The Foreign Service Journal - April 2017
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APRIL 2017


The questions hanging over the E.U.-U.S. relationship are made all the more daunting

by Europe’s own difficulties—economic stagnation and a demographic crisis.




Giles Merritt reported for the

Financial Times

as a

foreign correspondent for 15 years, five of them from

Brussels, and subsequently was an

International Herald


op-ed columnist on European Union affairs for

20 years. He is the founder and chairman of the Friends of Europe

think tank based in Brussels and the author of

Slippery Slope: Eu-

rope’s Troubled Future

(Oxford University Press, 2016).


here’s a sense of

fin d’époque

in the

air this year. Changeover time at the

U.S. mission to the European Union

has stoked uncertainty over the

future direction of the trans-Atlantic


And that’s not all. A succession

of surprise political shifts in Europe

has prompted American analysts to

rethink once-immutable policy positions.

Not far from Belgium’s royal palace in central Brussels, Tony

Gardner bade farewell to the team he headed for three years as

America’s ambassador to the European Union. It was an emo-

tional moment, made all the more poignant by the stark bare-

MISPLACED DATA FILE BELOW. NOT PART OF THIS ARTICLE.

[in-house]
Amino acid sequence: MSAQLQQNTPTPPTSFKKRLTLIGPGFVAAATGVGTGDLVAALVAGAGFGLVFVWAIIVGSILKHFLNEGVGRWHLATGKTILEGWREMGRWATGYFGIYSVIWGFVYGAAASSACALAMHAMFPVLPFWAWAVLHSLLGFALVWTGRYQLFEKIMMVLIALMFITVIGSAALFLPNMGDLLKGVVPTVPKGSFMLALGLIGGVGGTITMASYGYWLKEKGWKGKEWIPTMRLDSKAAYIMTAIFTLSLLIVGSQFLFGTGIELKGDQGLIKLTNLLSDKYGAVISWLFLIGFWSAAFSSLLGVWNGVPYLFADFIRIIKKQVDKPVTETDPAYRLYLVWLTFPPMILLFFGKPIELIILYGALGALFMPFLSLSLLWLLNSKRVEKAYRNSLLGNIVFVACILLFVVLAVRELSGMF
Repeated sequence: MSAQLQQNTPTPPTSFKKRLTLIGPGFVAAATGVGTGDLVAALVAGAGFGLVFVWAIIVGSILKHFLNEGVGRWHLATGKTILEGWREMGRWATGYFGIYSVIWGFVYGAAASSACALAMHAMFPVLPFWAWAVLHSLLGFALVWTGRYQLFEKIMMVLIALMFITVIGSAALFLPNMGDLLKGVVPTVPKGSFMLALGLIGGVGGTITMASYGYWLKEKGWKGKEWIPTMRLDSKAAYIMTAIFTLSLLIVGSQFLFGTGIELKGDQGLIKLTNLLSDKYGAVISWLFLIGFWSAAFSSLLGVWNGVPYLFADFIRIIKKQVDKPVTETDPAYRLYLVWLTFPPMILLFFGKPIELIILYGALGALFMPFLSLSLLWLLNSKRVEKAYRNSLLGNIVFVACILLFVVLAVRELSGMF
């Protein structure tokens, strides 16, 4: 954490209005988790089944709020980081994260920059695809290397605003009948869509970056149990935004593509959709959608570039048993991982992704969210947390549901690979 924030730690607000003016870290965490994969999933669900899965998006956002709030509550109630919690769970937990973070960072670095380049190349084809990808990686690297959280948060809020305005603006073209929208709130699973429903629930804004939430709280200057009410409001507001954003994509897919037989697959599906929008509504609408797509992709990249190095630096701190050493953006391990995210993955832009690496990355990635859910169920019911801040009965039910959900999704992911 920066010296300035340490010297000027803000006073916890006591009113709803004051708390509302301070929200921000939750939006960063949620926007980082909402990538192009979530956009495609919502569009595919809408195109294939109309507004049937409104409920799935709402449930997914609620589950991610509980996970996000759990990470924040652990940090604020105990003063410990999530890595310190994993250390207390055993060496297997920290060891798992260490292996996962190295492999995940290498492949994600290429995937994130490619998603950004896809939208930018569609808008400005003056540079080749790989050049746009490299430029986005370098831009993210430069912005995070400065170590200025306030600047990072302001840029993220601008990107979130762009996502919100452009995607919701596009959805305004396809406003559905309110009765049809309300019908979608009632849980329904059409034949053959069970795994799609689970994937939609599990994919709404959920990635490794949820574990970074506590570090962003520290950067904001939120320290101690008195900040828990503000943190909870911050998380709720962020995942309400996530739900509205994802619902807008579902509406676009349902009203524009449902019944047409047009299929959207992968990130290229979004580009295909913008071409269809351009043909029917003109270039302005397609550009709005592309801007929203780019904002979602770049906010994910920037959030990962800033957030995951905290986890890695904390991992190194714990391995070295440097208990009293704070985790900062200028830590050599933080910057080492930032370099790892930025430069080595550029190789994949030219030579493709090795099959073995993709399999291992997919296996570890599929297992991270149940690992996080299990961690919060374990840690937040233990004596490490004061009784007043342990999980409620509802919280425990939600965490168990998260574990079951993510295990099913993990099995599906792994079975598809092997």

ness of his office walls, where the familiar pictures and memo-

rabilia have been replaced by faded patches and metal hooks.

A few miles away on the city’s outskirts, Truman Hall, the

imposing residence of U.S. ambassadors to NATO, also stands



empty. The moving vans have long since taken away the per-

sonal effects of Doug Lute, the knowledgeable former army

general who since 2013 had represented the United States on

the North Atlantic Council.

The world’s eyes have not been on Brussels but on Washing-

ton, D.C., where Donald J. Trump has become the 45th presi-

dent of the United States. But the mood in Brussels, as in all of

Europe’s national capitals, is anxious and even apprehensive.

What, ask the E.U.’s “Eurocrats”—officials of the European Com-

mission and other institutions—will happen to trans-Atlantic

relations now?

The questions hanging over the E.U.-U.S. relationship are

made larger and all the more daunting by Europe’s own difficul-

ties. The looming departure of the United Kingdom from the

E.U.’s ranks following last summer’s “Brexit” vote has deepened

a climate of doubt. Europeans are no longer confident that their

60-year project of progressive economic and political integra-

tion still has a rosy future.

Fears over immigration and resentment against the job-

shifting effects of globalization have seen the rise of anti-estab-

lishment populists on both the extreme left and the extreme

right ends of the political spectrum. From Greece to Italy to

Spain, and even in level-headed Scandinavian countries, the

apple carts of the old order are being upset by newcomers who

challenge the European Union and its values.

This year will see scheduled elections in France, the Nether-